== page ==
Cycle measurements

I would like to count the number of cycles of the complete audio track or part of it.
How is this possible ?

If you have a pure sine wave or other single-frequency signal you can simply calculate it from the frequency and time. If you don’t know the frequency, use Analyze → Plot Spectrum, although that’s not accurate enough to get the exact number of cycles.

In case you don’t already know this, frequency (Hz) is cycles-per-second so 1 second of 1kHz audio is 1000 cycles and one minute is 60,000 cycles, etc. Regular program material contains many different simultaneous and constantly-changing frequencies (which you can see with Plot Spectrum).

For more complex waveforms and/or for a more-exact calculation you can find the zero-crossings and divide by two. I assume [u]Nyquist[/u] can do that, or Matlab (and there are free “Matlab clones”) can do all kinds of math & analysis with audio files.

If it’s a mixed audio track such as music, it’s not possible.

If you’re measuring a tone, you can use Analyze > Plot Spectrum and increase the size setting up to a high value. Pull the window very wide to make the spike easier to see. Center your cursor over the spike and read the frequency.

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400Hz or cycles per second in this case. This tool will read multiple tones together, but music or real-life sounds have too many tones to accurately measure.

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You can also change the timeline to View > Spectrogram with the drop-down menu on the left, but that’s not very accurate.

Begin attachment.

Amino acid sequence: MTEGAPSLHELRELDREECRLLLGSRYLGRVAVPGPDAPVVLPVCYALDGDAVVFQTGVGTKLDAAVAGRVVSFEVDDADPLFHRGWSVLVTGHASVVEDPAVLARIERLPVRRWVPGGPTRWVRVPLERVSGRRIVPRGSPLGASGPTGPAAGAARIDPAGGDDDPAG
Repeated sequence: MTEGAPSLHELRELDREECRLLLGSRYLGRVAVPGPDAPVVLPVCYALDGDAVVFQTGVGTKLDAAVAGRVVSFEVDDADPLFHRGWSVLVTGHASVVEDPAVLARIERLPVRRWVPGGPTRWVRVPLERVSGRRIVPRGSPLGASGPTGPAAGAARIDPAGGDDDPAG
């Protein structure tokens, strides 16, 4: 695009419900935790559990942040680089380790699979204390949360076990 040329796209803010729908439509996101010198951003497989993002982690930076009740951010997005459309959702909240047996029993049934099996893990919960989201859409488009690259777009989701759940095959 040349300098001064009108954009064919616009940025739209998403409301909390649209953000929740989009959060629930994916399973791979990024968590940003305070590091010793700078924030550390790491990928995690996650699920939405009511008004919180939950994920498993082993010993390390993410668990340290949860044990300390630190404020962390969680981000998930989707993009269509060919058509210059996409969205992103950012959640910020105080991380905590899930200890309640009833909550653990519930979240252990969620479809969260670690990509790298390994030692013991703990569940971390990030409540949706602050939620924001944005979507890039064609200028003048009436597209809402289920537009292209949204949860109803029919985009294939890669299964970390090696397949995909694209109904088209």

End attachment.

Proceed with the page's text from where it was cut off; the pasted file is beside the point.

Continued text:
Fair warning that Plot Spectrum needs a certain duration of the tone to measure properly, so brief tones can be difficult to measure.

This technique can be handy if you think you have wall power problems. Those have a signature. Spikes at multiples of 60 in the US and 50 in the UK.


As DVDdoug above, if you need an exact measurement, you need the Zoom tools and very strong coffee.

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There is a caution here. Scientists and Audacity don’t always get along very well. If there is ever a choice between strict scientific accuracy and sounding good, Audacity will almost always opt for sounding good.


Additional caution. All this is only as accurate as your computer sound system or other audio devices. It’s not unusual for someone to record very high quality separate sound for a home video and find that the duration of the video and the duration of the sound track don’t match because of digitizing accuracy issues. The movie people have stupid-expensive sound recorders to get around this.